School of Business and Robertson School hold forum to discuss social media impact

Chip Lauterbach
Contributing Writer

In addition to cultural influence, social media has altered modern business practices and military conflicts, according to a forum hosted by the VCU School of Business and Robertson School of Media and Culture Oct. 24.

The 24th annual business forum, “The Global Influence of Social Media in Business, Politics and Culture: The Good, the Bad and the Ugly,” featured several speakers from all over the world. Van Wood, an international marketing professor in the VCU School of Business, has moderated the forum every year.

IBT Online — an online service that helps small businesses expand their global influence — CEO John Worthington spoke on the ways social media networks have contributed to the rise of international business markets.

“Look at where the growth is — 30 percent worldwide over the last 10 years in terms of social media users,” Worthington said. “The growth is really interesting because you can dive down and see where the markets are expanding. Look at places like Africa, you can see what’s happening in Europe and what is happening in the Far East. And it is clear to see that social media is leading the digital growth.”

Emerson Brooking, a Washington D.C.-based writer and defense policy research fellow at the Council of Foreign Relations, pointed to the recent use of social media by various criminal and terrorist organizations — most notably seen in the spread of the Islamic State organization.

“The interesting thing about the Islamic State, is that by using cutting-edge editing and by spreading their message on various social media sites, they were able to recruit fighters not just from the Middle East, but from countries in Europe such as France and the United Kingdom,” Brooking said. “That is what is fascinating and alarming about the reach of social media, and how it can be utilized by terrorist organizations and international drug cartels.”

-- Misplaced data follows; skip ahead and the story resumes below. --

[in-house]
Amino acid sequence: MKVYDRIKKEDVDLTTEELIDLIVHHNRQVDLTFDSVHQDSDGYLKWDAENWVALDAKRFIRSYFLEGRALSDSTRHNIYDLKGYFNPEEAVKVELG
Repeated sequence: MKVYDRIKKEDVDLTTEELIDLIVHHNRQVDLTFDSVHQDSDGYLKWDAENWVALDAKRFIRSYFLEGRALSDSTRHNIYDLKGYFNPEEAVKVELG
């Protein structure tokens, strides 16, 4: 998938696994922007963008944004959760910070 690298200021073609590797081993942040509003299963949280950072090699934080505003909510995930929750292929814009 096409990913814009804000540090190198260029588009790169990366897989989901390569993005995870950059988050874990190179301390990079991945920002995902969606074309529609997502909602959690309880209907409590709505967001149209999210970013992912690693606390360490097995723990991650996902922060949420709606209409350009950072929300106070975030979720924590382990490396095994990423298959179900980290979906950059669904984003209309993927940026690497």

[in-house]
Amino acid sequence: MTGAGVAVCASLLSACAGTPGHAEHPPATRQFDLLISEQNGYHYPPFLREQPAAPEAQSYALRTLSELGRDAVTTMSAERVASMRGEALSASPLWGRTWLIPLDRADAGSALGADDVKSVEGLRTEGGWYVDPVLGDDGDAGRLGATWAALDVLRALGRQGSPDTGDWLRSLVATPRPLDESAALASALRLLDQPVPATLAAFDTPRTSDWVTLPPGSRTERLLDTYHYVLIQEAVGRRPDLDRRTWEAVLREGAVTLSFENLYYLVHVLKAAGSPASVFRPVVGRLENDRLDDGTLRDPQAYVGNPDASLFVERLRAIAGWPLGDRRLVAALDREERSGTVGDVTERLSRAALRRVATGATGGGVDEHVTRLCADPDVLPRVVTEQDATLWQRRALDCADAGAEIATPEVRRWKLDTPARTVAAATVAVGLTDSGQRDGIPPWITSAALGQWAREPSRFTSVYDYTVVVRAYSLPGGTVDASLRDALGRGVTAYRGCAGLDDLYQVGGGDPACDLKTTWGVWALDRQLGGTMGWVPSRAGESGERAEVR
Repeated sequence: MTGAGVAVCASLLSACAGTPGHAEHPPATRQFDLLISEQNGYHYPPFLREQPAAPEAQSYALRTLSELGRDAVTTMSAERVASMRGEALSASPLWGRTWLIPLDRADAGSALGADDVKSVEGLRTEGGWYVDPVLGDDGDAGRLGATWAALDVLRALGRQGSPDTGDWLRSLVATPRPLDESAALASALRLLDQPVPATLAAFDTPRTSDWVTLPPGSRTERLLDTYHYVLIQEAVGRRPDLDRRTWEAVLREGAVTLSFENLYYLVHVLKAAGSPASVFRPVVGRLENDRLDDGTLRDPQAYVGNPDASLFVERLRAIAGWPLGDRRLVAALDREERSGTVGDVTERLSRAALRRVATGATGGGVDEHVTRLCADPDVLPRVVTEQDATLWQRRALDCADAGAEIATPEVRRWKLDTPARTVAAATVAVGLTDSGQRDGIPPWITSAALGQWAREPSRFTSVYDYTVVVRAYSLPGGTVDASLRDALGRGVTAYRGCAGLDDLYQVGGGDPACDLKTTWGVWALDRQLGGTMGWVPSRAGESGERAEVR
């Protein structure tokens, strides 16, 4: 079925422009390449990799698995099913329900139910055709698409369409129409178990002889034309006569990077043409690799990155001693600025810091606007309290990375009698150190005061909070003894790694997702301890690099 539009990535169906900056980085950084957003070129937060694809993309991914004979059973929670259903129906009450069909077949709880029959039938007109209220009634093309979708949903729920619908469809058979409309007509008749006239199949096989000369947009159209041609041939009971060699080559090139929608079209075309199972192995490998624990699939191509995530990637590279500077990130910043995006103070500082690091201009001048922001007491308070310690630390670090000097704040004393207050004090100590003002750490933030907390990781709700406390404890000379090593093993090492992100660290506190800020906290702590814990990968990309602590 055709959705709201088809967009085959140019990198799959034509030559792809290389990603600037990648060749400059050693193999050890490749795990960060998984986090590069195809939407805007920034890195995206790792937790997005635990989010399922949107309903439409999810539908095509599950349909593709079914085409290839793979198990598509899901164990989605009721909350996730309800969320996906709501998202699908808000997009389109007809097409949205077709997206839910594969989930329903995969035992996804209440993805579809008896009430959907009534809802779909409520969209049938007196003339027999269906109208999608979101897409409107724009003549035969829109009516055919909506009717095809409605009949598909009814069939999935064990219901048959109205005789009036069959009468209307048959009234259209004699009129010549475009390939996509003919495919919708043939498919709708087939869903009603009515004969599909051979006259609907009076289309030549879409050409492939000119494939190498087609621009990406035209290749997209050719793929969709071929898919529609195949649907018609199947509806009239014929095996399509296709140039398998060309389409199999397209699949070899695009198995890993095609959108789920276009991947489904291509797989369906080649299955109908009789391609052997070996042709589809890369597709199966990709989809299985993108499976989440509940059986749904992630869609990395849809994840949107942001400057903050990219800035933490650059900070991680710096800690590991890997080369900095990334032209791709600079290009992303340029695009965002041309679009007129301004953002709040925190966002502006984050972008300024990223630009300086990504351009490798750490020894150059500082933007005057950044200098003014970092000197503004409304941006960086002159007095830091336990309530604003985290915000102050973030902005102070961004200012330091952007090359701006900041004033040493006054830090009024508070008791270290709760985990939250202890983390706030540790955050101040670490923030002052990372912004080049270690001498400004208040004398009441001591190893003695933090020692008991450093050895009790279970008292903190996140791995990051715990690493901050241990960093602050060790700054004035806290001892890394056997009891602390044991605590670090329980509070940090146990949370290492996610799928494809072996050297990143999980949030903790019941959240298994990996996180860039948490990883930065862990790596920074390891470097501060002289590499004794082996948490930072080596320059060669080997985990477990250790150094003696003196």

Butch Sarma, director of the VCU executive MBA program and an adjunct professor of digital marketing, spoke briefly about students and their impacts on the business world through social media effectiveness.

Diana Jabbour, a VCU graduate student and volunteer at Apex Systems — an information technology staffing and workforce solutions firm — said she was impressed by all the information shared by the panel members.

“Social media is a huge part of what we do at our company and how we build our brand,”  Jabbour said. “It is really interesting to see what some of the other companies discussed in the panel are doing — and for [Apex] we are discussing going international — so hearing about the opportunities for how to share our business across the world and in other languages was really interesting.”

The final speaker was Christina Dick, VCU advertising professor and founder of Tiramisu For Breakfast — a social media marketing consulting firm with a client list including Sonabank, Patient First and the VCU Brandcenter.

“A lot of people think that we have become a nation of people who are constantly staring down at our phones and not paying attention to the world around us,” Dick said. “But social media is allowing us the capability to reach people not just on the other side of America, but also to spread ideas across the globe.”

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